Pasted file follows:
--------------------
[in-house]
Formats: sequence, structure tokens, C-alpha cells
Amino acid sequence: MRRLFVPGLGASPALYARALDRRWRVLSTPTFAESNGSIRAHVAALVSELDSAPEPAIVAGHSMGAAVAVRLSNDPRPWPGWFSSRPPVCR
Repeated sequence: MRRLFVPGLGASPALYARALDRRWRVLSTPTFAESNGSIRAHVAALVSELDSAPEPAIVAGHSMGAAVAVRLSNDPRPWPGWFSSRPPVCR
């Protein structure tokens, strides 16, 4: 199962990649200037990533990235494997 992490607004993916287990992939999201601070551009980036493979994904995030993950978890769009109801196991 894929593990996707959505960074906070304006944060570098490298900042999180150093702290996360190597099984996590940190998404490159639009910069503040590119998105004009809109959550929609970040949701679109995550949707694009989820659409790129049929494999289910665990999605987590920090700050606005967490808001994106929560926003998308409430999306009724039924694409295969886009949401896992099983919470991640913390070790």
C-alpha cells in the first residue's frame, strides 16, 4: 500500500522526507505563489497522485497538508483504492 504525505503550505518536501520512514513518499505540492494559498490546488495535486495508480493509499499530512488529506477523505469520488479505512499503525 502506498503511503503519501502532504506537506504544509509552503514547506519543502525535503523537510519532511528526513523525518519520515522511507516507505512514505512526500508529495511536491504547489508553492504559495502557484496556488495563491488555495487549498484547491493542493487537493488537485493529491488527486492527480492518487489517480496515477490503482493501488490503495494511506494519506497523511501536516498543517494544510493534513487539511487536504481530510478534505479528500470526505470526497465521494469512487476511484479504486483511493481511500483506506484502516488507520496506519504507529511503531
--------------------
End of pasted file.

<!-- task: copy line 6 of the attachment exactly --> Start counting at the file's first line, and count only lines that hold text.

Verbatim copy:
C-alpha cells in the first residue's frame, strides 16, 4: 500500500522526507505563489497522485497538508483504492 504525505503550505518536501520512514513518499505540492494559498490546488495535486495508480493509499499530512488529506477523505469520488479505512499503525 502506498503511503503519501502532504506537506504544509509552503514547506519543502525535503523537510519532511528526513523525518519520515522511507516507505512514505512526500508529495511536491504547489508553492504559495502557484496556488495563491488555495487549498484547491493542493487537493488537485493529491488527486492527480492518487489517480496515477490503482493501488490503495494511506494519506497523511501536516498543517494544510493534513487539511487536504481530510478534505479528500470526505470526497465521494469512487476511484479504486483511493481511500483506506484502516488507520496506519504507529511503531